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21 U.S. athletes to watch at the Tokyo Olympics

In six months, after a one year delay, the greatest athletes in the world will gather for the Tokyo Olympics.

21 U.S. medal contenders to watch on the road to the Tokyo Olympics, which open in six months on July 23 ...

Perry Baker

World Rugby Sevens Player of the Year in 2017 and 2018, beating out players from powers Fiji, New Zealand and South Africa. Baker reverted to rugby after a brief football career, failing a physical with the Philadelphia Eagles but playing two years in the Arena League as a wide receiver.

Simone Biles

Biles, whose last all-around defeat came in 2013, can become the first woman to win back-to-back Olympic all-around titles since 1968. She can also become the first U.S. woman in any sport to win five golds at a single Games.

David Boudia

Four-time medalist on the platform. Switched to springboard after suffering a concussion on a failed 2018 dive off the platform, his head and stomach hitting the water first from nearly 33 feet in the air. One more medal would match Greg Louganis for the most in U.S. diving history.

Caeleb Dressel

Won two relay golds in Rio. Since blossomed into a gold-medal threat in seven events when including relays, after taking seven golds at the 2017 World Championships and eight medals at the 2019 Worlds. Only Michael Phelps and Mark Spitz won more than six golds at one Olympics.

Chloé Dygert

A gold-medal contender on the road and the track. Must now come back from crashing over a guard rail at last September’s world championships and suffering a not-for-the-faint-hearted leg laceration.

Brady Ellison

Owns three Olympic medals but still seeking gold. In 2019, became the first American to win an individual world title in 34 years, re-ascending to the world No. 1 ranking. The last time an American won Olympic archery gold was 1996.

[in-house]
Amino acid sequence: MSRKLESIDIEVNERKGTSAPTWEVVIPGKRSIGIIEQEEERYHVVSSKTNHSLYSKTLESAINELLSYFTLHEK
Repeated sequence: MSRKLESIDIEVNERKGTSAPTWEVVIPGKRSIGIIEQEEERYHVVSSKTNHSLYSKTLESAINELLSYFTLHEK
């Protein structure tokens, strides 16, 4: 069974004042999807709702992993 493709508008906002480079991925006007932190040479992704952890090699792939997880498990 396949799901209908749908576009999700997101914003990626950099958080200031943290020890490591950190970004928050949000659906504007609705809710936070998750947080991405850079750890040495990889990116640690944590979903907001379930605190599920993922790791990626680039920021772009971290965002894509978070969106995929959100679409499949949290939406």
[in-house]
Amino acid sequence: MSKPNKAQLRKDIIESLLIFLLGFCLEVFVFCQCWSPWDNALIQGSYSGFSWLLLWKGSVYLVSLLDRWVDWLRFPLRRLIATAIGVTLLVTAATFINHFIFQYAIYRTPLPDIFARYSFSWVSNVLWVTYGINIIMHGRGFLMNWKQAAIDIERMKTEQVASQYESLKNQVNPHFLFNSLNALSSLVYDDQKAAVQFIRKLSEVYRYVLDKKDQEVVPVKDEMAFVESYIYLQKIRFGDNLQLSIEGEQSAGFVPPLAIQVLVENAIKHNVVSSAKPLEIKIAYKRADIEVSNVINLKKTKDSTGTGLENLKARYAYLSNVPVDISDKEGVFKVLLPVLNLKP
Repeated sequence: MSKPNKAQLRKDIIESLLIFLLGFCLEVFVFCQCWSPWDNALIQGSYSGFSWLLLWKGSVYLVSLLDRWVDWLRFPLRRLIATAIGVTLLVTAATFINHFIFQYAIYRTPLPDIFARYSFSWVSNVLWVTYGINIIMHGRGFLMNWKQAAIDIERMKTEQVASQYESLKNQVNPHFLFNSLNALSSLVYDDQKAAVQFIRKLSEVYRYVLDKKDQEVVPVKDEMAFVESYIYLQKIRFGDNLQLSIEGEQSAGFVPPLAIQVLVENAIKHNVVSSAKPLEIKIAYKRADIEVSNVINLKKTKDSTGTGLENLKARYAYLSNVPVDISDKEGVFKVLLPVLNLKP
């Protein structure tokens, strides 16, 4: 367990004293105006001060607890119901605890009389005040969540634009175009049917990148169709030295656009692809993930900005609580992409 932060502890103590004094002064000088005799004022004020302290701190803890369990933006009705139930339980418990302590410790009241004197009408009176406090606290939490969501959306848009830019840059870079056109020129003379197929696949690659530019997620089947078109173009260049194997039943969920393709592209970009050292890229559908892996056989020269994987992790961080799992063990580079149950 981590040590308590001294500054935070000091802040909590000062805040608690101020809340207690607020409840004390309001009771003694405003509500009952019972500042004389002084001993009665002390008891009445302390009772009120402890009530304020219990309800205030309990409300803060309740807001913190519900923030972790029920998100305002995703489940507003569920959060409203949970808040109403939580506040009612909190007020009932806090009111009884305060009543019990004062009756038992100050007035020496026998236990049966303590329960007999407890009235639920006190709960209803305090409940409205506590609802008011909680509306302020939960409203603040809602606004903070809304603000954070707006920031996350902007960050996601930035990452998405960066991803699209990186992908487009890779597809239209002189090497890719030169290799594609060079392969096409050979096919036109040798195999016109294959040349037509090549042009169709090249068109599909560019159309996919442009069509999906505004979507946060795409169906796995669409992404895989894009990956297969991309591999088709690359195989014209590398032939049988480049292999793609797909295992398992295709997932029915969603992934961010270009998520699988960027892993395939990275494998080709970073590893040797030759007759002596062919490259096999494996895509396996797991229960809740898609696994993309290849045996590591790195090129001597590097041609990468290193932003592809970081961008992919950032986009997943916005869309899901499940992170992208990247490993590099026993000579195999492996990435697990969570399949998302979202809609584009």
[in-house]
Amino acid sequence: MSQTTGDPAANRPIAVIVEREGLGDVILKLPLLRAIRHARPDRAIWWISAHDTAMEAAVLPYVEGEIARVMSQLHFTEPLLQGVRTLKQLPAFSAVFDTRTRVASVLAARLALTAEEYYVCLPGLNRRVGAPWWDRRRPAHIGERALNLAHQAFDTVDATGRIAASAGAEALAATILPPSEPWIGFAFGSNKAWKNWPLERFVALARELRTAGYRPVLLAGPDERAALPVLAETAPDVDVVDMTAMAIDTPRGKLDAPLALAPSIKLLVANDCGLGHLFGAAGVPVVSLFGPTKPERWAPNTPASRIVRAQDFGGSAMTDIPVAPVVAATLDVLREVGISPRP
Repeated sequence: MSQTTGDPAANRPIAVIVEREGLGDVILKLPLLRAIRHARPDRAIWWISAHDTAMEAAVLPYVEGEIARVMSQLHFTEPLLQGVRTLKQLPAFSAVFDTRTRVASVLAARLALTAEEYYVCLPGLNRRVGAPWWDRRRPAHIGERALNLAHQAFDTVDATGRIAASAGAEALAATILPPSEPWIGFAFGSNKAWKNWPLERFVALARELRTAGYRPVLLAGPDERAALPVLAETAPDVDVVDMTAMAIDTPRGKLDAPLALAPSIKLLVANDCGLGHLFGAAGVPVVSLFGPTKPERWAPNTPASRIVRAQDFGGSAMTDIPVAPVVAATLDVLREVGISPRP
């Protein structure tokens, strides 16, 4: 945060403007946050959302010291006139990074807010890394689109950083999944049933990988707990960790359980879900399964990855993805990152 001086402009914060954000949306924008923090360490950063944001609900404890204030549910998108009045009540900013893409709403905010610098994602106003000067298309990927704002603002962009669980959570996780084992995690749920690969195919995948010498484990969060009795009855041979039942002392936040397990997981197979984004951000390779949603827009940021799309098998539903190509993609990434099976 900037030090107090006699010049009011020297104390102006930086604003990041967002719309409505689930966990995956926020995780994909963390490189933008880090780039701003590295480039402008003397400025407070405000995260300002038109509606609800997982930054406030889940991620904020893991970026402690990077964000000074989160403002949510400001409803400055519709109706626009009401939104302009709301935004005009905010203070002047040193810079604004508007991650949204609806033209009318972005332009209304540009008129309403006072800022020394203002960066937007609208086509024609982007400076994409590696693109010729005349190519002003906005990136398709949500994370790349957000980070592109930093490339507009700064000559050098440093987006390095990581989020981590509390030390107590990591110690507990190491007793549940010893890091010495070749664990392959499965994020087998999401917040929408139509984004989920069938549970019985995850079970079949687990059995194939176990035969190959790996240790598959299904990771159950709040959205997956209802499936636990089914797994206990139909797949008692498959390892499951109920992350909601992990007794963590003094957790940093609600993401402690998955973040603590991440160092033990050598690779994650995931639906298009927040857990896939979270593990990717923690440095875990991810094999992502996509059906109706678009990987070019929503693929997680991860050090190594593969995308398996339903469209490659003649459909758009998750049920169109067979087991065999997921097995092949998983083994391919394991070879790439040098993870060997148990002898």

Adeline Gray

A five-time world champion dating to 2012, but so far only associates the Olympics with heartbreak. Failed to qualify for 2012. Upset in the quarterfinals in Rio. All three of the active U.S. wrestlers with Olympic gold medals face major obstacles to make the Tokyo team, but Gray owns her division domestically and internationally.

Nevin Harrison

Eighteen-year-old phenom in canoe, which debuts as an Olympic women’s discipline in Tokyo. In 2019, Harrison became the first American woman to win a world title in a sprint canoe or sprint kayak event, doing so in the 200m, three years after becoming a serious canoeist after hip dysplasia forced her to stop sprinting on the track.

ON HER TURF: U.S. women who can extend medal streak in Tokyo

Nyjah Huston

The world’s most famous skateboard competitor over the last decade. Goes into his sport’s Olympic debut year as three-time reigning world champion in street, one of two disciplines added to the Games.

Katie Ledecky

Followed one gold at age 15 in 2012 with four more in 2016. Ledecky could win five events in Tokyo with the addition of the women’s 1500m freestyle to the Olympic program, but she was slowed by illness at the last world championships in 2019.

Noah Lyles
Track and Field